Comparing Head Impacts in Youth Tackle and Flag Football
A CDC study published in Sports Health reports youth tackle football athletes ages 6 to 14 sustained 15 times more head impacts than flag football athletes during a practice or game and sustained 23 times more high-magnitude head impact (hard head impact).
Head impacts increase the risk for concussion and other serious head injuries.
Key findings from the study “Head impact exposures among youth tackle and flag American football athletesexternal icon” include:
- Youth tackle football athletes experienced a median of 378 head impacts per athlete during the season.
- Flag football athletes experienced a median of 8 eight head impacts per athlete during the season.
These findings suggest that non-contact or flag football programs may be a safer alternative for reducing head impacts and concussion risk for youth football athletes under age 14.
More Efforts Needed to Prevent Head Impacts During Youth Football Games
A second CDC studyexternal icon published in The American Journal of Sports Medicine reports youth tackle and flag football athletes sustained two times more head impacts during a game than during a practice.
Key findings from the study “Differences in head impact exposures between youth tackle and flag football games and practices: Potential implications for prevention strategiesexternal icon” include:
- Youth tackle football athletes had an estimated 18 times more head impacts per practice and 19 times more head impacts per game than flag football athletes.
- Youth tackle football athletes had an average rate of almost 7 head impacts during a practice and 13 impacts during a game, resulting in 2 times more ≥10g head impacts in games versus practices (g is a measurement of gravitational force equivalent).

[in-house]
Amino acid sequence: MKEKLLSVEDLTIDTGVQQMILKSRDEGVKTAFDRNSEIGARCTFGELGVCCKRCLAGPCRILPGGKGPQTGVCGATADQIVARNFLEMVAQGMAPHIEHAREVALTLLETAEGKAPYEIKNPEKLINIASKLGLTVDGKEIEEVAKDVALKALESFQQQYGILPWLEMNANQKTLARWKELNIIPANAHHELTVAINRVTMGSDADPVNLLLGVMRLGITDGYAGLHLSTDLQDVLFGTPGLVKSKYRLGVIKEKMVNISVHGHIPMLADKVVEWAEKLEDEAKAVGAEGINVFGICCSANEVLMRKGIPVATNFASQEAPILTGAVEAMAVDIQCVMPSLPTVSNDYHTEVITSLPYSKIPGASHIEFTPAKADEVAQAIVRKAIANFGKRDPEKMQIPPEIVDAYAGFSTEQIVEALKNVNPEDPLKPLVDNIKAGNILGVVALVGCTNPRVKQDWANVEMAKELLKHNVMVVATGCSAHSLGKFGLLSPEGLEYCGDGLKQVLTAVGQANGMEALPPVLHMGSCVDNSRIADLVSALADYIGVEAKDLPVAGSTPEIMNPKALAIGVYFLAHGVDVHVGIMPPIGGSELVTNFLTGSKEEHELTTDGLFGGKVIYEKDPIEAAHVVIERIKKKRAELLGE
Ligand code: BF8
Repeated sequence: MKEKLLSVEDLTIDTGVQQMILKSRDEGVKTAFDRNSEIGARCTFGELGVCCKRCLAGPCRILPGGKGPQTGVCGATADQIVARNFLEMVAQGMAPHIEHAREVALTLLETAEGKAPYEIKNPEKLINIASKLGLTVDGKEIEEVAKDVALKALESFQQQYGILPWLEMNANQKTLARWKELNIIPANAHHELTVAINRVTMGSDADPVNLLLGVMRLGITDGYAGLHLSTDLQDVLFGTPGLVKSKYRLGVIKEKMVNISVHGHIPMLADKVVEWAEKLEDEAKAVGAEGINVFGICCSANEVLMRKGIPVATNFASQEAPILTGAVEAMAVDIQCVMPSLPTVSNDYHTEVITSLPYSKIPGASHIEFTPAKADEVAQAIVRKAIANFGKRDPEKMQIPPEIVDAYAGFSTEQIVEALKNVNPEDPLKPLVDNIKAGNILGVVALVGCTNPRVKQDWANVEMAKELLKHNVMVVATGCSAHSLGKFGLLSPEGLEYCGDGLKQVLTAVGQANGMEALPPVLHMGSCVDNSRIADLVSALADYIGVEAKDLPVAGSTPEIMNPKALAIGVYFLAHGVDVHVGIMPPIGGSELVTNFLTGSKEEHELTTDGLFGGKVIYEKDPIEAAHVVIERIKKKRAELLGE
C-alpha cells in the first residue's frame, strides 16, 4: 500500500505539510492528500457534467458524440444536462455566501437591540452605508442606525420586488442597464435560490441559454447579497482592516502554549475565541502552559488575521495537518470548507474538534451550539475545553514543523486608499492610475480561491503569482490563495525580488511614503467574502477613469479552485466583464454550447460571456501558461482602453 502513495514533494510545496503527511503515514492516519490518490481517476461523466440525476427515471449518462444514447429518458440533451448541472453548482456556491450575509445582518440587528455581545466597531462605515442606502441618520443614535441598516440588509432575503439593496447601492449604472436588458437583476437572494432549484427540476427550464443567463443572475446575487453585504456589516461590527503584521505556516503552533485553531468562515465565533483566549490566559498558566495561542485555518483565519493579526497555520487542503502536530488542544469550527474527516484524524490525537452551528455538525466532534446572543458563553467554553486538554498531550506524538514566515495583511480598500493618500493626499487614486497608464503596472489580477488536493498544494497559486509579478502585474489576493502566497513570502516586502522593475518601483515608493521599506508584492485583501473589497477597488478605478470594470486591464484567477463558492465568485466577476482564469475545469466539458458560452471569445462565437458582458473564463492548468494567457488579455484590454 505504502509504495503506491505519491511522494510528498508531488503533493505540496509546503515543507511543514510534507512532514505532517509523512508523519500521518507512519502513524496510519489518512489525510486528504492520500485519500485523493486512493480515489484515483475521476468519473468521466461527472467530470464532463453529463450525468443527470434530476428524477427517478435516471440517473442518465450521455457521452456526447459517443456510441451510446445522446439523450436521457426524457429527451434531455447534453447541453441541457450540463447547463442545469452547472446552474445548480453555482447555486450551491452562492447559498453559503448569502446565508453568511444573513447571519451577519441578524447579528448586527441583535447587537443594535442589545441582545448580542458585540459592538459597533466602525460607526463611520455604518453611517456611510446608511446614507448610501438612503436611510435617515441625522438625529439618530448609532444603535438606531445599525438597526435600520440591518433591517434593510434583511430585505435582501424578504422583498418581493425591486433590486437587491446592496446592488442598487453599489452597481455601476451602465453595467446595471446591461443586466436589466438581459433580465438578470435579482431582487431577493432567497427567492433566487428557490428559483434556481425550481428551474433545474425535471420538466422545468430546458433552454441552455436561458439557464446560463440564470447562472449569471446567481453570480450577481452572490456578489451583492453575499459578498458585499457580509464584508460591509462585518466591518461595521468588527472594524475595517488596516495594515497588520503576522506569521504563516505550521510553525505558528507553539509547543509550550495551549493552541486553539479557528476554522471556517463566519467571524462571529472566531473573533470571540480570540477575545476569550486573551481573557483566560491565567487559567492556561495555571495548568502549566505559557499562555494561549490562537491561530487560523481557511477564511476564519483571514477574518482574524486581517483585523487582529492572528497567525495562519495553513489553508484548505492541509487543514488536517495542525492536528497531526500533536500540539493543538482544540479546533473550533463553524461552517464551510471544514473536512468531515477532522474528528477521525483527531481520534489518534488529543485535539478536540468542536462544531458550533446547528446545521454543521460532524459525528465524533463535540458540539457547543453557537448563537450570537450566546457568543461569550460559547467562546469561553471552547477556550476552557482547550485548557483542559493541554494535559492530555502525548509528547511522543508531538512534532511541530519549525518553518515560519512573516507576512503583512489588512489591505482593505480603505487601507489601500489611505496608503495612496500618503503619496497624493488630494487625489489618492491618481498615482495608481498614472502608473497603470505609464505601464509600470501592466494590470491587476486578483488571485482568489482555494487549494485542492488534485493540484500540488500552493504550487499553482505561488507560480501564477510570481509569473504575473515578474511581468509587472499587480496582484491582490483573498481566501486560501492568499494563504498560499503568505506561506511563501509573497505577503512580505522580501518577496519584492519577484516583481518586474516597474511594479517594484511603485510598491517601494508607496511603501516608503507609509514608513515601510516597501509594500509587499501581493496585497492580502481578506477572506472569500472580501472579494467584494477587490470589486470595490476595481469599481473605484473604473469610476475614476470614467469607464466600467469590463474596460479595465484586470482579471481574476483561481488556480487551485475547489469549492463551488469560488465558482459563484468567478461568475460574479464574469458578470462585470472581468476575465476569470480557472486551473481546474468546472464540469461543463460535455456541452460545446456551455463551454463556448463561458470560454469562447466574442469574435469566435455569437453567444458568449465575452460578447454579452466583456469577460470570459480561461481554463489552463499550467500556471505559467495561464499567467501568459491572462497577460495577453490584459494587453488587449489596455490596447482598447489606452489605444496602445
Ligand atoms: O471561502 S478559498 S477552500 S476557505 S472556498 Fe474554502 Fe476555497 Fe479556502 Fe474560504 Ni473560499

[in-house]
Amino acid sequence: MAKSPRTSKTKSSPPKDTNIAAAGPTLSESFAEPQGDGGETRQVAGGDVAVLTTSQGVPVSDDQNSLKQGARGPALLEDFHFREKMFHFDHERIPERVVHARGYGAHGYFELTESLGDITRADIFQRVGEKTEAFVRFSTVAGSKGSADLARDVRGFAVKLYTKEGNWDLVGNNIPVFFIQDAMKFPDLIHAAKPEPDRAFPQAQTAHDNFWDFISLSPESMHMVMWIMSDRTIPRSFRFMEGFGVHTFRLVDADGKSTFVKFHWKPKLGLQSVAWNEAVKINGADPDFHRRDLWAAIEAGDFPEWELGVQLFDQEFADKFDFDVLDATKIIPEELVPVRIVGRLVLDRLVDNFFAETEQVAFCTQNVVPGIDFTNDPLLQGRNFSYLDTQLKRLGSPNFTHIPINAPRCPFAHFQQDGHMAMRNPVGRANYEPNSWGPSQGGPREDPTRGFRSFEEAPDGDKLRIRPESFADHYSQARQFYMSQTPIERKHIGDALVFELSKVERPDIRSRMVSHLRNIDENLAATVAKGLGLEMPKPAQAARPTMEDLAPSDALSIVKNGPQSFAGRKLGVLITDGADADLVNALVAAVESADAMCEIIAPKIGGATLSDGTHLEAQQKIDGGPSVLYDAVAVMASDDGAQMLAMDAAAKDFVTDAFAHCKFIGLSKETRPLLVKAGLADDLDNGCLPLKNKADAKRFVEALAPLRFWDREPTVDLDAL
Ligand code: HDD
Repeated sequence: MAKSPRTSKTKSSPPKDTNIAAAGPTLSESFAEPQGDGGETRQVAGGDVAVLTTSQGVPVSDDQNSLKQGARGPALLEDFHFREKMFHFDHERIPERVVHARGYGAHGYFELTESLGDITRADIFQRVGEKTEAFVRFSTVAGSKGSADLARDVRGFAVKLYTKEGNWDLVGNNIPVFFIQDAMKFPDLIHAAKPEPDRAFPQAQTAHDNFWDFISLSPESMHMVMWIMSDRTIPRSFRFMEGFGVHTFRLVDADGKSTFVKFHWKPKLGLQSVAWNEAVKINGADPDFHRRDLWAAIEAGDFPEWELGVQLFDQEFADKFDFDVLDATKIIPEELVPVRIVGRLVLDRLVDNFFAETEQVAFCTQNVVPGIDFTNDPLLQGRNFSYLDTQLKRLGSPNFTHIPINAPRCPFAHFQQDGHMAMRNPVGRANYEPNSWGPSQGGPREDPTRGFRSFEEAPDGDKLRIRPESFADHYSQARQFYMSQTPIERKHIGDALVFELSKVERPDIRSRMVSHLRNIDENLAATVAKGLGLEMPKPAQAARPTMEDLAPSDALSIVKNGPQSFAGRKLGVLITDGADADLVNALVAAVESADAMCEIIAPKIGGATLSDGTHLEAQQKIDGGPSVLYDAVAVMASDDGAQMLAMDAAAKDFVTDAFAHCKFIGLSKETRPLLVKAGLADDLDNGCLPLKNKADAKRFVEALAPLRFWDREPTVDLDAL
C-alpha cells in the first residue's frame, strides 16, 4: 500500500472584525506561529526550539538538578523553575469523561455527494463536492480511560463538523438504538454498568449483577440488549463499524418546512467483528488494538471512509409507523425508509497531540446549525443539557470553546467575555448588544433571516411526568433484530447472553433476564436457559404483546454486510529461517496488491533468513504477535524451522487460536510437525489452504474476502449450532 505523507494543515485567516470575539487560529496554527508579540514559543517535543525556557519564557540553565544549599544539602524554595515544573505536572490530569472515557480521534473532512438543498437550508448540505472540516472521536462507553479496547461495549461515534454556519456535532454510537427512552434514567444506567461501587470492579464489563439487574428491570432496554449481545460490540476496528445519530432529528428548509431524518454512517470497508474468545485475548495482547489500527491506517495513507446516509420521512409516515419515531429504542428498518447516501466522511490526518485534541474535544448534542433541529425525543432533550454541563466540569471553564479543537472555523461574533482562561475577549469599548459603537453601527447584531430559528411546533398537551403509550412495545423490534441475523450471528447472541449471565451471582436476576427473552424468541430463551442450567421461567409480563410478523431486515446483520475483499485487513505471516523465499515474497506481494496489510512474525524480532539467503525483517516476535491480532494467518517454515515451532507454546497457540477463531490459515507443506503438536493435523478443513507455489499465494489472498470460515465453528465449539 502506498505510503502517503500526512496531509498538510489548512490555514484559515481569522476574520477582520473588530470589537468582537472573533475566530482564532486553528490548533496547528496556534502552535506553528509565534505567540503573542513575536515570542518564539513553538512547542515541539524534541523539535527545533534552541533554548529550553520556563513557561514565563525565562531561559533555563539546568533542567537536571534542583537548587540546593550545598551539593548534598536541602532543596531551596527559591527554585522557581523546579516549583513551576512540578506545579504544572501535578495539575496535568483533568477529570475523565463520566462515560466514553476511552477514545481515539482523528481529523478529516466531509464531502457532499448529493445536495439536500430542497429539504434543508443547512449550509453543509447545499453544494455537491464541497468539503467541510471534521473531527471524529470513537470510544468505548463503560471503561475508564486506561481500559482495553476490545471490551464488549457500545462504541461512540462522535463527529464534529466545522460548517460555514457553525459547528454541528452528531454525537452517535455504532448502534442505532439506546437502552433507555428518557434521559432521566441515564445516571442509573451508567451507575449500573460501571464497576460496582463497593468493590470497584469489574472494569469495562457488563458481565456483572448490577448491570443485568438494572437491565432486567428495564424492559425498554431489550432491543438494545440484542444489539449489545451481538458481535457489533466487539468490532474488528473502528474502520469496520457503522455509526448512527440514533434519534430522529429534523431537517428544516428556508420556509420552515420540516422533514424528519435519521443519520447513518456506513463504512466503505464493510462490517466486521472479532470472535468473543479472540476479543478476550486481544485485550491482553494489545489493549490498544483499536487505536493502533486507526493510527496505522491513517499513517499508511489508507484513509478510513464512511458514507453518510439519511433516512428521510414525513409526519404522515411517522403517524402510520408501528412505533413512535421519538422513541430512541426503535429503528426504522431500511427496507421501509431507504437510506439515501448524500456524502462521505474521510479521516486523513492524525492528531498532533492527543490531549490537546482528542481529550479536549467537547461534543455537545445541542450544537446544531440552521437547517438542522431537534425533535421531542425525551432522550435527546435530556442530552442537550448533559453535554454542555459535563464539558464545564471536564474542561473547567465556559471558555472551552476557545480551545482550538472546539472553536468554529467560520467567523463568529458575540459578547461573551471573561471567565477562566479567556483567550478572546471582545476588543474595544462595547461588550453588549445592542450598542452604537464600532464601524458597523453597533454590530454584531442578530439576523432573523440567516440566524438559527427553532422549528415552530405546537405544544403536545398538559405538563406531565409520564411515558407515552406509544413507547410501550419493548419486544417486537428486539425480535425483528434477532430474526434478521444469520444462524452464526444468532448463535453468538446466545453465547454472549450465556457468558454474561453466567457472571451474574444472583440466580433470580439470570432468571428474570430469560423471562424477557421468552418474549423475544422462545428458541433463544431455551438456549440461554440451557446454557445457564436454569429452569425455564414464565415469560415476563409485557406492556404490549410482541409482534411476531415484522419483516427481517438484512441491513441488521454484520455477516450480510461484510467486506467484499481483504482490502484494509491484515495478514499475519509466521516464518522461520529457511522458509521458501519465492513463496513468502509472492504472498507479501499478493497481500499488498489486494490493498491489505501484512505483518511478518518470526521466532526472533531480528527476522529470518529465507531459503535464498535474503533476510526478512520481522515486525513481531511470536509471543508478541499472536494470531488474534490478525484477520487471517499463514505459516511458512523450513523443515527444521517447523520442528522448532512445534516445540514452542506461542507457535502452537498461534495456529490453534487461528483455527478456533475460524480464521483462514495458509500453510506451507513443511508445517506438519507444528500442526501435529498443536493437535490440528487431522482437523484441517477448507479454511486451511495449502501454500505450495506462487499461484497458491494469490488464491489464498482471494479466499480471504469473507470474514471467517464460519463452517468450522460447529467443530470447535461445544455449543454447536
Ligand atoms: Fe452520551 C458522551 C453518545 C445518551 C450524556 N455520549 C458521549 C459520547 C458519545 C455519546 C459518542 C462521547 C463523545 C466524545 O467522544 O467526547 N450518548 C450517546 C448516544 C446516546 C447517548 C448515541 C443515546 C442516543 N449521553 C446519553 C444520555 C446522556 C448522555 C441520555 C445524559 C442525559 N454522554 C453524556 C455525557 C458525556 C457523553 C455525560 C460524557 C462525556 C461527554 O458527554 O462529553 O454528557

- Youth flag football athletes had an average rate of 0.4 head impacts during a practice and 0.8 impacts during a game, resulting in 2 times more ≥10g head impacts in games versus practices.
- Youth tackle football athletes sustained 2 times more high magnitude head impacts (≥40g) in games vs practices.
These findings suggest a greater focus on game-based interventions, such as fair play interventions and strict officiating. In addition, the expansion of non-contact or flag football programs may be beneficial to reduce head impact exposures—especially for youth football athletes.
We All Play a Role in Protecting Youth from Concussion
- Looks for non-contact sports options, such as flag and touch football.
- Read about concussion safety and talk to their child about concussion.
- Make sure their child’s sports team has a concussion safety policy.
- Choose a sports program that enforces rules for safety and avoids drills and plays that increase the risk for head impacts.
- Talk to their athletes about concussion and teach ways to lower the chance for getting hits to the head.
- Avoid drills and plays that increase the risk for head impacts.
- Get informed about school or league concussion policies.
- Take a training on concussion.
Healthcare providers can:
- Identify athletes at greater risk for concussion during preseason exams and discuss non-contact sports options.
- Talk to athletes about concussion safety and strategies to lower the chance for this injury.
- Take a training on concussion.
Schools and sports programs can:
- Offer non-contact sports options, such as flag and touch football.
- Make an effort to have certified athletic trainers available at games and practices.
- Enforce rules for fair play, safety, and sportsmanship.
- Inform coaches and parents about school or league concussion policies and offer trainings.
- CDC’s HEADS UP initiative to improve prevention, recognition, and response to concussion and other serious brain injuries among youth.
- CDC’s Traumatic Brain Injury website featuring data, reports, and fact sheets.
- CDC’s Pediatric Mild TBI Guideline to help healthcare providers take action to improve the health of their patients.